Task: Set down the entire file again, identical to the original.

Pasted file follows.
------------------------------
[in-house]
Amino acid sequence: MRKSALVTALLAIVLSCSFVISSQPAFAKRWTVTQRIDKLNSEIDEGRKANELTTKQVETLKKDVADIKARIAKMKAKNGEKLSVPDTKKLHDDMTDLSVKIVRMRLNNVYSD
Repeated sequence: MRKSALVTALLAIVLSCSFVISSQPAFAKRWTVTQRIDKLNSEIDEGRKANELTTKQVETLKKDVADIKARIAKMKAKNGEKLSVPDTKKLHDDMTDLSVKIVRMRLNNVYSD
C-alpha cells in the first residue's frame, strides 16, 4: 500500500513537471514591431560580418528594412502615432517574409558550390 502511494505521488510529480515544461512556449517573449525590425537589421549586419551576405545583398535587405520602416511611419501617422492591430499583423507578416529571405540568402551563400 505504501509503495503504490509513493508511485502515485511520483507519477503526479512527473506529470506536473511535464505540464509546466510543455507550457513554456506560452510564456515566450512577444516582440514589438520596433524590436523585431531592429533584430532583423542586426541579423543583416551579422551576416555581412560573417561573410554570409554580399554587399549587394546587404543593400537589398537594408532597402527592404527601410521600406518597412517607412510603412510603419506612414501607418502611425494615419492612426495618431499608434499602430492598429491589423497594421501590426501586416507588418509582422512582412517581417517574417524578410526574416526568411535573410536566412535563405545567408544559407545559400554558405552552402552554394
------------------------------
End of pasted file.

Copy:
[in-house]
Amino acid sequence: MRKSALVTALLAIVLSCSFVISSQPAFAKRWTVTQRIDKLNSEIDEGRKANELTTKQVETLKKDVADIKARIAKMKAKNGEKLSVPDTKKLHDDMTDLSVKIVRMRLNNVYSD
Repeated sequence: MRKSALVTALLAIVLSCSFVISSQPAFAKRWTVTQRIDKLNSEIDEGRKANELTTKQVETLKKDVADIKARIAKMKAKNGEKLSVPDTKKLHDDMTDLSVKIVRMRLNNVYSD
C-alpha cells in the first residue's frame, strides 16, 4: 500500500513537471514591431560580418528594412502615432517574409558550390 502511494505521488510529480515544461512556449517573449525590425537589421549586419551576405545583398535587405520602416511611419501617422492591430499583423507578416529571405540568402551563400 505504501509503495503504490509513493508511485502515485511520483507519477503526479512527473506529470506536473511535464505540464509546466510543455507550457513554456506560452510564456515566450512577444516582440514589438520596433524590436523585431531592429533584430532583423542586426541579423543583416551579422551576416555581412560573417561573410554570409554580399554587399549587394546587404543593400537589398537594408532597402527592404527601410521600406518597412517607412510603412510603419506612414501607418502611425494615419492612426495618431499608434499602430492598429491589423497594421501590426501586416507588418509582422512582412517581417517574417524578410526574416526568411535573410536566412535563405545567408544559407545559400554558405552552402552554394